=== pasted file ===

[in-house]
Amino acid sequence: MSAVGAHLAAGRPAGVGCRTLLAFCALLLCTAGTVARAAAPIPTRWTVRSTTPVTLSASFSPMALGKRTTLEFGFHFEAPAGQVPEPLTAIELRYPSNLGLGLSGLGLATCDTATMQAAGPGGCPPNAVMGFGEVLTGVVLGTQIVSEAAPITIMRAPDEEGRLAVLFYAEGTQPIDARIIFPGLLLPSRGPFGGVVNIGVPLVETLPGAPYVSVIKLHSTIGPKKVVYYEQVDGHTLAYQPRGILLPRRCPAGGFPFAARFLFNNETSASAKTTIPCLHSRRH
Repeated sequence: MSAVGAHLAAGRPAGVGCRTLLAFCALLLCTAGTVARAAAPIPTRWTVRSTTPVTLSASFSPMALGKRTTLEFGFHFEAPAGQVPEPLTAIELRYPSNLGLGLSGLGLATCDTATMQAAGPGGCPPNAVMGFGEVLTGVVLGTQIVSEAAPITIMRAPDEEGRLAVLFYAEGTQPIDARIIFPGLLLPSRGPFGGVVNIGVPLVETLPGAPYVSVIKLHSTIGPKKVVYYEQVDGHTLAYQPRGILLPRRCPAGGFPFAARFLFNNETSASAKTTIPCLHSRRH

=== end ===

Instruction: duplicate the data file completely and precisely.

[in-house]
Amino acid sequence: MSAVGAHLAAGRPAGVGCRTLLAFCALLLCTAGTVARAAAPIPTRWTVRSTTPVTLSASFSPMALGKRTTLEFGFHFEAPAGQVPEPLTAIELRYPSNLGLGLSGLGLATCDTATMQAAGPGGCPPNAVMGFGEVLTGVVLGTQIVSEAAPITIMRAPDEEGRLAVLFYAEGTQPIDARIIFPGLLLPSRGPFGGVVNIGVPLVETLPGAPYVSVIKLHSTIGPKKVVYYEQVDGHTLAYQPRGILLPRRCPAGGFPFAARFLFNNETSASAKTTIPCLHSRRH
Repeated sequence: MSAVGAHLAAGRPAGVGCRTLLAFCALLLCTAGTVARAAAPIPTRWTVRSTTPVTLSASFSPMALGKRTTLEFGFHFEAPAGQVPEPLTAIELRYPSNLGLGLSGLGLATCDTATMQAAGPGGCPPNAVMGFGEVLTGVVLGTQIVSEAAPITIMRAPDEEGRLAVLFYAEGTQPIDARIIFPGLLLPSRGPFGGVVNIGVPLVETLPGAPYVSVIKLHSTIGPKKVVYYEQVDGHTLAYQPRGILLPRRCPAGGFPFAARFLFNNETSASAKTTIPCLHSRRH